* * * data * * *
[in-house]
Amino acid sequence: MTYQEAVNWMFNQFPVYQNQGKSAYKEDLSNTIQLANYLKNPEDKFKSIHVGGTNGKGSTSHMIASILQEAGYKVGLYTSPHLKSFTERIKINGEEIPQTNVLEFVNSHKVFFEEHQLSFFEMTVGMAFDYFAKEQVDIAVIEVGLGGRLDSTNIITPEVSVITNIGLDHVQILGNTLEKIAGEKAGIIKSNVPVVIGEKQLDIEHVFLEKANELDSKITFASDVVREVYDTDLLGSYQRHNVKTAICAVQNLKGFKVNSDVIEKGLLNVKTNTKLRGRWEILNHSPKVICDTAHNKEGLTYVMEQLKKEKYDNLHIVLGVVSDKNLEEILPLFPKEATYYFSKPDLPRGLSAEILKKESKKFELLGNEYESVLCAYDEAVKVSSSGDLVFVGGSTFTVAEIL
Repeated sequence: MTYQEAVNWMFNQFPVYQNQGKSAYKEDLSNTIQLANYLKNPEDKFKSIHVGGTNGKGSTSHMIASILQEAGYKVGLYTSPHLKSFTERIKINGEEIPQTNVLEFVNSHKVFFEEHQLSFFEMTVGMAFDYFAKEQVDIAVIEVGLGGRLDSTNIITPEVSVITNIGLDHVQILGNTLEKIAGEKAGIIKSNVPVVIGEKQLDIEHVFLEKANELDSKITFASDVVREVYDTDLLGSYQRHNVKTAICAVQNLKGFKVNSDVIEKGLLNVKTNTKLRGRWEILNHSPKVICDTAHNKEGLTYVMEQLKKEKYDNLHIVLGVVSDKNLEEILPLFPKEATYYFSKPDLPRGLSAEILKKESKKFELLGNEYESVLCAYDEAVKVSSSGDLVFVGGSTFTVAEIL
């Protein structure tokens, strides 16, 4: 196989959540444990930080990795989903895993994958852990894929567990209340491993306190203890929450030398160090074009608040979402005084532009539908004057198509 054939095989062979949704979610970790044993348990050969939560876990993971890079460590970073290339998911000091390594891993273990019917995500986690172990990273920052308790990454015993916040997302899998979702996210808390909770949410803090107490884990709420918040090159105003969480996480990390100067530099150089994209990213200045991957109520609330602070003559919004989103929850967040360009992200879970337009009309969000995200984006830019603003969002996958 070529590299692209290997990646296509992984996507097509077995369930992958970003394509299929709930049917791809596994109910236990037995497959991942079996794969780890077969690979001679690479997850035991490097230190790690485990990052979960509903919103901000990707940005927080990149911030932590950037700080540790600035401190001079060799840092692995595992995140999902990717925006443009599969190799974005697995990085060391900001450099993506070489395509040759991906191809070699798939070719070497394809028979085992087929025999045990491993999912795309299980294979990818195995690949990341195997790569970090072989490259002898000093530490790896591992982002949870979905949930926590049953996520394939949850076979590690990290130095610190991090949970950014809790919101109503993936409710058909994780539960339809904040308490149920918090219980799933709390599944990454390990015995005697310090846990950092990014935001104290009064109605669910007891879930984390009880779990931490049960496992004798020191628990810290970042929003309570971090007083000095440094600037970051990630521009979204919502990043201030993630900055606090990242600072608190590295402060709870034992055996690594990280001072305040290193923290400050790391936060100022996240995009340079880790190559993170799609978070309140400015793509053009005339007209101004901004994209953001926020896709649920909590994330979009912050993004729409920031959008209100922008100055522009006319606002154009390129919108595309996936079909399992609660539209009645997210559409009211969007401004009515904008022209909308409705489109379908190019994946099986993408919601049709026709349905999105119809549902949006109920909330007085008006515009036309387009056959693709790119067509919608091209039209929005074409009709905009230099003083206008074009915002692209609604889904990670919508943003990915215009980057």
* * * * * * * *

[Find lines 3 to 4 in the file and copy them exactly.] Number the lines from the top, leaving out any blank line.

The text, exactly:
Repeated sequence: MTYQEAVNWMFNQFPVYQNQGKSAYKEDLSNTIQLANYLKNPEDKFKSIHVGGTNGKGSTSHMIASILQEAGYKVGLYTSPHLKSFTERIKINGEEIPQTNVLEFVNSHKVFFEEHQLSFFEMTVGMAFDYFAKEQVDIAVIEVGLGGRLDSTNIITPEVSVITNIGLDHVQILGNTLEKIAGEKAGIIKSNVPVVIGEKQLDIEHVFLEKANELDSKITFASDVVREVYDTDLLGSYQRHNVKTAICAVQNLKGFKVNSDVIEKGLLNVKTNTKLRGRWEILNHSPKVICDTAHNKEGLTYVMEQLKKEKYDNLHIVLGVVSDKNLEEILPLFPKEATYYFSKPDLPRGLSAEILKKESKKFELLGNEYESVLCAYDEAVKVSSSGDLVFVGGSTFTVAEIL
């Protein structure tokens, strides 16, 4: 196989959540444990930080990795989903895993994958852990894929567990209340491993306190203890929450030398160090074009608040979402005084532009539908004057198509 054939095989062979949704979610970790044993348990050969939560876990993971890079460590970073290339998911000091390594891993273990019917995500986690172990990273920052308790990454015993916040997302899998979702996210808390909770949410803090107490884990709420918040090159105003969480996480990390100067530099150089994209990213200045991957109520609330602070003559919004989103929850967040360009992200879970337009009309969000995200984006830019603003969002996958 070529590299692209290997990646296509992984996507097509077995369930992958970003394509299929709930049917791809596994109910236990037995497959991942079996794969780890077969690979001679690479997850035991490097230190790690485990990052979960509903919103901000990707940005927080990149911030932590950037700080540790600035401190001079060799840092692995595992995140999902990717925006443009599969190799974005697995990085060391900001450099993506070489395509040759991906191809070699798939070719070497394809028979085992087929025999045990491993999912795309299980294979990818195995690949990341195997790569970090072989490259002898000093530490790896591992982002949870979905949930926590049953996520394939949850076979590690990290130095610190991090949970950014809790919101109503993936409710058909994780539960339809904040308490149920918090219980799933709390599944990454390990015995005697310090846990950092990014935001104290009064109605669910007891879930984390009880779990931490049960496992004798020191628990810290970042929003309570971090007083000095440094600037970051990630521009979204919502990043201030993630900055606090990242600072608190590295402060709870034992055996690594990280001072305040290193923290400050790391936060100022996240995009340079880790190559993170799609978070309140400015793509053009005339007209101004901004994209953001926020896709649920909590994330979009912050993004729409920031959008209100922008100055522009006319606002154009390129919108595309996936079909399992609660539209009645997210559409009211969007401004009515904008022209909308409705489109379908190019994946099986993408919601049709026709349905999105119809549902949006109920909330007085008006515009036309387009056959693709790119067509919608091209039209929005074409009709905009230099003083206008074009915002692209609604889904990670919508943003990915215009980057």